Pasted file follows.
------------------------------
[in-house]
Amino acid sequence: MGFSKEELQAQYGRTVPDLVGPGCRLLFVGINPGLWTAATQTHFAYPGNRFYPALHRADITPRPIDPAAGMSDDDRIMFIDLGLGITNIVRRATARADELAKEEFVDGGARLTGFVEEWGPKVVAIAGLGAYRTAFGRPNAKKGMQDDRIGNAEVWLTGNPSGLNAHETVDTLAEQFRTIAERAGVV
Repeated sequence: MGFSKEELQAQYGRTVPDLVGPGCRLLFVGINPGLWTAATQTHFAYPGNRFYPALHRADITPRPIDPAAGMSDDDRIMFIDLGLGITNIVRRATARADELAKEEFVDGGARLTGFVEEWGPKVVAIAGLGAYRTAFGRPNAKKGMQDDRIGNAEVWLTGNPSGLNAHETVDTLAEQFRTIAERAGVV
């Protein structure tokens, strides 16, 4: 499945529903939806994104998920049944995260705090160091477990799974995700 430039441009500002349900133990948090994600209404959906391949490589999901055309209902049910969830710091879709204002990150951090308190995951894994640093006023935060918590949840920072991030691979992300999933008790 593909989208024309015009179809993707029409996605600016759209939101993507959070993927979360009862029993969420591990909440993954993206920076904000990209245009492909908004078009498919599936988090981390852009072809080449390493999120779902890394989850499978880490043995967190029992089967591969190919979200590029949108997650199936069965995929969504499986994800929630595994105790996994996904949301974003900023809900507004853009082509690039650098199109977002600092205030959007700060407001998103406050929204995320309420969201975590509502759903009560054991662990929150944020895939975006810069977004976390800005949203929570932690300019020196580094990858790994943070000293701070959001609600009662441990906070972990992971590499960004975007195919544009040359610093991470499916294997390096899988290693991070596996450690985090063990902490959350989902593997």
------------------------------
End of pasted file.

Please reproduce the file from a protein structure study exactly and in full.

[in-house]
Amino acid sequence: MGFSKEELQAQYGRTVPDLVGPGCRLLFVGINPGLWTAATQTHFAYPGNRFYPALHRADITPRPIDPAAGMSDDDRIMFIDLGLGITNIVRRATARADELAKEEFVDGGARLTGFVEEWGPKVVAIAGLGAYRTAFGRPNAKKGMQDDRIGNAEVWLTGNPSGLNAHETVDTLAEQFRTIAERAGVV
Repeated sequence: MGFSKEELQAQYGRTVPDLVGPGCRLLFVGINPGLWTAATQTHFAYPGNRFYPALHRADITPRPIDPAAGMSDDDRIMFIDLGLGITNIVRRATARADELAKEEFVDGGARLTGFVEEWGPKVVAIAGLGAYRTAFGRPNAKKGMQDDRIGNAEVWLTGNPSGLNAHETVDTLAEQFRTIAERAGVV
């Protein structure tokens, strides 16, 4: 499945529903939806994104998920049944995260705090160091477990799974995700 430039441009500002349900133990948090994600209404959906391949490589999901055309209902049910969830710091879709204002990150951090308190995951894994640093006023935060918590949840920072991030691979992300999933008790 593909989208024309015009179809993707029409996605600016759209939101993507959070993927979360009862029993969420591990909440993954993206920076904000990209245009492909908004078009498919599936988090981390852009072809080449390493999120779902890394989850499978880490043995967190029992089967591969190919979200590029949108997650199936069965995929969504499986994800929630595994105790996994996904949301974003900023809900507004853009082509690039650098199109977002600092205030959007700060407001998103406050929204995320309420969201975590509502759903009560054991662990929150944020895939975006810069977004976390800005949203929570932690300019020196580094990858790994943070000293701070959001609600009662441990906070972990992971590499960004975007195919544009040359610093991470499916294997390096899988290693991070596996450690985090063990902490959350989902593997």